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that without any cause (g) is mine enemy;

5. Then let mine enemy persecute my (//) soul, and take (A) me: yea, let him tread my life down upon the earth, and lay mine honour (?) in the dust.

6. Stand up, O Lord, in thy wrath, and lift up thyself because of the indignation of mine enemies: arise up for me in the judgement that thou hast commanded.

7. And so (k) shall the congregation of the people come about thee: for their sakes (/) therefore lift up thyself again.

8. The Lord shall judge the people; give sentence with me, 0 Lord: according to my righteousness, and according to the innocency that is in me.

9. 0 let the wickedness of the ungodly come to an end: but guide thou the just.

10. For the righteous God: trieth the very hearts (m) and reins.

11. My help cometh of God: who preserveth them that are true of heart.

12. God is a righteous judge, strong and patient: and God is provoked («) every day (o).

13. If a man will not turn (p), he (y) will whet his sword (r): he hath bent his bow, and made it ready.

14. He (s) hath prepared for him (s) the instruments of death: he ordaineth his arrows against the persecutors.

15. Behold, he (/) travaileth with mischief: he hath conceived sorrow, and brought forth ungodliness.

16. He hath graven and digged up a pit: and is fallen himself into the destruction that he made for other.

(g) "Without any cause," i. e. "in "him, whom I have carelessly treated as "mine enemy."

(A) v.5. " Soul," i.e. " Life," "me," or " it." B. T. 2. Till. 274.

(i) " Lay mine honour, &c." i. e. "dis"grace me, bring ignominy upon me."

(k) v. 7. " So, &c.'" i. e. "when it is seen "how thou protectest thy servants, the "people shall turn more zealously to "thee." Its influence upon others is often pressed as an argument to induce God to shew some token for good upon those who trust in him. See Ps. xxxii. 71.—Ps. lviii. Io.-pj. lxiv. 9, 10.

(0 "For their sakes," i. e. "to con"fince them; to bring them to thee.''

(w) v. 10. "The very hearts, &c." When God directed Samuel to select David, he •aid, » The Lord seeth not as man seeth; "for man looketh on the outward appear"ance, but the Lord looketh on the heart, "1 Sam. xvi. 7.:" and in Jer. xvii. 10. God "3TM. "I the Lord search the heart; I try "the reint, even to give every man accord'ing to his ways, and according to the "fruit of his doings." Well therefore did U>e wi»e man say, Prov. iv. 23. " Keep thy

"heart with all diligence; for out of it are "the issues of life."

(n) v. 12. "Provoked," i.e. " by the "conduct of the wicked."

(o) "Every day," i. e. "constantly "receiving provocation."

{p) v. 13. "Turn," i.e. "reform, de"part from evil."

(y) "He," i. e. " God."

(r) "Whet hi9 sword," i. e. "prepare "himself to take vengeance." In the song of Moses Deut. xxxii. 41. God is represented as saying, "If I whet my glittering "sviord, and mine hand take hold on "judgment, I will render vengeance to "mine enemies, and will reward them that "hate me;" and to this passage David might here allude.

(s) v. 14. "He," i. e. "God." "Him," i. e. " the man that will not turn."

(t) v. 15. "He," i. e. "mine enemy, "the person whose conduct induced David "to write this Psalm;" or, indefinitely, "any one," to intimate that God will bring upon the wicked the destruction they destine for others: "Look at any one. "that travaileth with mischief; it shall "come upon himself."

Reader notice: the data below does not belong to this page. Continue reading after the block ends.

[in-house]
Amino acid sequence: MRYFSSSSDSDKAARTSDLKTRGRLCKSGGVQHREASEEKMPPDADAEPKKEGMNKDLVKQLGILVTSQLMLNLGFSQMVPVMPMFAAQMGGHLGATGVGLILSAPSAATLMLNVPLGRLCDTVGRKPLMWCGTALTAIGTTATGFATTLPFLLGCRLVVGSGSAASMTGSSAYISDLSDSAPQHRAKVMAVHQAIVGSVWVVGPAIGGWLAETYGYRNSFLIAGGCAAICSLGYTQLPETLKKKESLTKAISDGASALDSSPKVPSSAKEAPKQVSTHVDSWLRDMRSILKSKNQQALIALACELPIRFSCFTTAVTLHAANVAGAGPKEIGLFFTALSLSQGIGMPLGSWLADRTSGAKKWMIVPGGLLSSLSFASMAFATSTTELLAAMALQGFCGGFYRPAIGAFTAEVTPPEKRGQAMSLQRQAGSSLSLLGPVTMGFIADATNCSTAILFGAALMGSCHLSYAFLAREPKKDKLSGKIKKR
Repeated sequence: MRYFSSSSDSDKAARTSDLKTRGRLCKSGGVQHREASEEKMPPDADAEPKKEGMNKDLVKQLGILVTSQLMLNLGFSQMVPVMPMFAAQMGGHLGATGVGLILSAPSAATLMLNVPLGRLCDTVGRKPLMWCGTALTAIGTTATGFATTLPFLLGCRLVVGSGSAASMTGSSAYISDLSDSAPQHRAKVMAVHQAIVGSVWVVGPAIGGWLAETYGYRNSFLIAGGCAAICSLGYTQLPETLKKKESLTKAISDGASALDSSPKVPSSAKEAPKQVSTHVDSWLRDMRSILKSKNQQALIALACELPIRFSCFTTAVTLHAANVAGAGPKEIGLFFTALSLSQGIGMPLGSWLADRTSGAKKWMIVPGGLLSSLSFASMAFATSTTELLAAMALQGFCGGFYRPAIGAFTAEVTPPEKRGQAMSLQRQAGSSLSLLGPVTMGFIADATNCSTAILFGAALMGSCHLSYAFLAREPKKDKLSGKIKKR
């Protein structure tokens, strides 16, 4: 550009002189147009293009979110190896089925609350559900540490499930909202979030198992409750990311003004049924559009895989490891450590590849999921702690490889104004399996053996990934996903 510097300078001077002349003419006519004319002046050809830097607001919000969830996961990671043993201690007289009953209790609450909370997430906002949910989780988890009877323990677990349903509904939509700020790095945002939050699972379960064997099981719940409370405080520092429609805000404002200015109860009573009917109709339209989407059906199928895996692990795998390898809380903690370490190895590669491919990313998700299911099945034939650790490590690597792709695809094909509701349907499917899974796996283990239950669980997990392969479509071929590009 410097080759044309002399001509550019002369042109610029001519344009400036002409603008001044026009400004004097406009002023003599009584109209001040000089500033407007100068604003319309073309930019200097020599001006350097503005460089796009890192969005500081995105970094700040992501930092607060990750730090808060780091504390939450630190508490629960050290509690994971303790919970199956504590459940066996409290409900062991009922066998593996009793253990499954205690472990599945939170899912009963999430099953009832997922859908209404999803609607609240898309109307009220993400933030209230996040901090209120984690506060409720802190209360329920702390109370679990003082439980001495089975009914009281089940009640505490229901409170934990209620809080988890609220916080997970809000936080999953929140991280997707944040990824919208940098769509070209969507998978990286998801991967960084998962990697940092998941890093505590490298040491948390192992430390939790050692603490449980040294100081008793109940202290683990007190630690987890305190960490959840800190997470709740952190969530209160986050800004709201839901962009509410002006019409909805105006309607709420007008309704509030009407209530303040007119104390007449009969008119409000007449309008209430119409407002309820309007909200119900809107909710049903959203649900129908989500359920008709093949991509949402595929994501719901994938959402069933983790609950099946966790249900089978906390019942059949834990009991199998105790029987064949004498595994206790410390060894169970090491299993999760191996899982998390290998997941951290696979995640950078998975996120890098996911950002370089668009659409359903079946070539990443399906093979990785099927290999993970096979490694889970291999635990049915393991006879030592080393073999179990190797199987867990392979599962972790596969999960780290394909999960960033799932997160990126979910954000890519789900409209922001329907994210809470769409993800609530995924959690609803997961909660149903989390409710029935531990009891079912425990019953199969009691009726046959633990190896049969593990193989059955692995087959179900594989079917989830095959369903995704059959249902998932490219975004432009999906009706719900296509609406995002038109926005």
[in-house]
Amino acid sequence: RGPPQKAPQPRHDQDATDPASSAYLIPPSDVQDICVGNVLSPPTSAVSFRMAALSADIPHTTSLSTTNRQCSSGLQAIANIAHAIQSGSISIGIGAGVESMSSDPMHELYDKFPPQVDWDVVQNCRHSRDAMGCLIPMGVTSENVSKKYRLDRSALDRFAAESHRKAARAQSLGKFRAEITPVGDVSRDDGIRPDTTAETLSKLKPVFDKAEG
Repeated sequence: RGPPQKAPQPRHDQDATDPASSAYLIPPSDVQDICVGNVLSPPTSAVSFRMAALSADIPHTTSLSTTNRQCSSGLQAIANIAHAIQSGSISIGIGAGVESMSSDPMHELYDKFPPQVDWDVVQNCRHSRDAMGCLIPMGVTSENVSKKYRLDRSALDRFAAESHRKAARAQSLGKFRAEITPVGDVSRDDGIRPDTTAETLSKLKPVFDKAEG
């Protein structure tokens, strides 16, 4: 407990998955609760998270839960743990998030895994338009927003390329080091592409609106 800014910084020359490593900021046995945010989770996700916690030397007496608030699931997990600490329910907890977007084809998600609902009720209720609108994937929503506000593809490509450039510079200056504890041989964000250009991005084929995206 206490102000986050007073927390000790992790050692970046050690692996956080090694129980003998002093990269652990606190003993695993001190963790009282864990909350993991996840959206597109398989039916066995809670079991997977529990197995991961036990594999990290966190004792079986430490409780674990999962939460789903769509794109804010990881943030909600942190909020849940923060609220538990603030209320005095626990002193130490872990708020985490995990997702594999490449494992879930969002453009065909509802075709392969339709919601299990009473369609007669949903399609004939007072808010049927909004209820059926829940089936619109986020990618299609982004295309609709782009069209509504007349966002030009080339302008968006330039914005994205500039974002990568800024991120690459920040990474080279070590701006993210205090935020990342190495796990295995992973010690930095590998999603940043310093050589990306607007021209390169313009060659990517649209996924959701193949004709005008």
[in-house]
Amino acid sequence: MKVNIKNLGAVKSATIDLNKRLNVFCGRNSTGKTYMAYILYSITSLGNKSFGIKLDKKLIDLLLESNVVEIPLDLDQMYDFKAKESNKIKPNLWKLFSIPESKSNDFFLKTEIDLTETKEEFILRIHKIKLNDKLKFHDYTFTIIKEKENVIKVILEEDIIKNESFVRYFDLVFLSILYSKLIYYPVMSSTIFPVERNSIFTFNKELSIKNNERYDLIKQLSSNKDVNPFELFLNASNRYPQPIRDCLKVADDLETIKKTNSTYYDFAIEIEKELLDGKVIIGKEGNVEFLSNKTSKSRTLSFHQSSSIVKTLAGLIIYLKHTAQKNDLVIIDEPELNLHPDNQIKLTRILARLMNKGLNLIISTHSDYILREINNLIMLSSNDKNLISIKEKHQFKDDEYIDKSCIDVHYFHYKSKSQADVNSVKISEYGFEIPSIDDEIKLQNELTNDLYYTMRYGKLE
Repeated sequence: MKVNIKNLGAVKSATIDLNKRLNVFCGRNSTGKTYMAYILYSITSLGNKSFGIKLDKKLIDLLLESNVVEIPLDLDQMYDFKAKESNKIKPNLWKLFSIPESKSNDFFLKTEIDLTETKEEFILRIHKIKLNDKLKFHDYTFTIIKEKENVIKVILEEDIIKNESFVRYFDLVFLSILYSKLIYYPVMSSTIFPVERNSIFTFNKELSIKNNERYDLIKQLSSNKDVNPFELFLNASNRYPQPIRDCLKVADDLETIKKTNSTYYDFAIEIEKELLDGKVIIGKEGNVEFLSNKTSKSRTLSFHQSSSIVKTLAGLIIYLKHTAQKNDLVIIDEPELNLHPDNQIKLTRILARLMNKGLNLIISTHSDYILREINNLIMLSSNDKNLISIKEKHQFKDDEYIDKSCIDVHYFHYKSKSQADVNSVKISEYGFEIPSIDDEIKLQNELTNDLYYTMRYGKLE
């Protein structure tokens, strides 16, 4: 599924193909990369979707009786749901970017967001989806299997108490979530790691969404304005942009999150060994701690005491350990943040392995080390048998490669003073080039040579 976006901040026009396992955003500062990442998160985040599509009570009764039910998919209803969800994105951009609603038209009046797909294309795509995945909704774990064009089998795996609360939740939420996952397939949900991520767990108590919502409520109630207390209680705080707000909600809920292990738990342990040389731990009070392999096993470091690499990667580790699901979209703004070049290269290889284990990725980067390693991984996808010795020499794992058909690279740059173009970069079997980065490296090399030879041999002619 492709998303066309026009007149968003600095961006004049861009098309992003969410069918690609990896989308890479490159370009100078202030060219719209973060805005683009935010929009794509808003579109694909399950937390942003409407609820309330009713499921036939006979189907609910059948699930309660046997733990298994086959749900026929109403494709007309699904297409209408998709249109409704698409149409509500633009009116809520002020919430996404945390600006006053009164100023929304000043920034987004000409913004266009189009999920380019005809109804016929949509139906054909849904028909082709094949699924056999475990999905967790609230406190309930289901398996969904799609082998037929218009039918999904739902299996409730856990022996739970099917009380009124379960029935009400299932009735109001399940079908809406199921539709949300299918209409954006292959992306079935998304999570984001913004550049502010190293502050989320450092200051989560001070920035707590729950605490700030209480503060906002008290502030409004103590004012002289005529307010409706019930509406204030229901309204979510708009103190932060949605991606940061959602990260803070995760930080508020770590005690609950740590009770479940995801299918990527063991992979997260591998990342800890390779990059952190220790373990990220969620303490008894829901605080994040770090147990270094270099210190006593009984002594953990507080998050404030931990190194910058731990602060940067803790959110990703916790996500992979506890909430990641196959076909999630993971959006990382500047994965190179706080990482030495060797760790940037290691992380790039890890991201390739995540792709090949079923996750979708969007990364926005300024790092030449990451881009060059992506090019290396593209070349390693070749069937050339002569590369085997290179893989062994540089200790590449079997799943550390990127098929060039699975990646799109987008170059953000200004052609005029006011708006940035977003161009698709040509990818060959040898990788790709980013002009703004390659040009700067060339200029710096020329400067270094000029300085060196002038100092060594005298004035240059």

17. For his travail shall come upon his own head: and his wickedness shall fall on his own pate.

18. I will give thanks unto the Lord, according to his righteousness: and I will praise the Name of the Lord most High.

Psalm viii. («)

O Lord (x) our Governor (x), how excellent is thy name in all the world: thou that hast set thy glory above the heavens!

2. Out of* the mouth (y) of very babes and sucklings hast thou ordained strength, because of thine enemies: that thou

(u) A spirited triumphal hymn, supposed to have been written by David after he had overcome Goliath, the giant of Gath, but probably looking forward prophetically to an event, of which that might be a type, our Saviour's victory over Satan, and his future power and glory. The 2d verse is referred to, (Matt. xxi. 16.) upon our Saviour's triumphant entry into Jerusalem; the 4th, 5th, and 6th are alluded to by the author of the Epistle to the Hebrews, (Heb. ii. 6, 7, 8.) with reference to our Saviour's ascension; and the 6th is referred to, with reference to our Saviour, Ephes. i. 22. and 1 Cor. xv. 25— 27. It is one of the Psalms for Ascension Day. Mr. Mede has written a learned discourse upon it; B. 1. Disc. 9. p. 36.

(x) v. 1,9. " Lord," Hebr. " Jehovah," •' Governor," Hebr. '« Adon."

(y) v. 2. "Out of the mouth, &c." When the chief priests and scribes were displeased, because the multitudes who met Jesus on his entry into Jerusalem, and the children in the temple, cried out unto him, " Hosanna to the Son of David," (hailing him as the Messiah,) our Saviour answered them, in allusion to this verse, "Have ye never read, " out of the mouths "of babes and sucklings thou hast perfected "praise. See Matt. xxi. 1—16." See also 1 Cor. i. 27. where it is said, " God "hath chosen the foolish things of the "world to confound the wise; and God "hath chosen the weak things of the world "to confound the things that are mighty." Mr. Mede considers the terms " babes and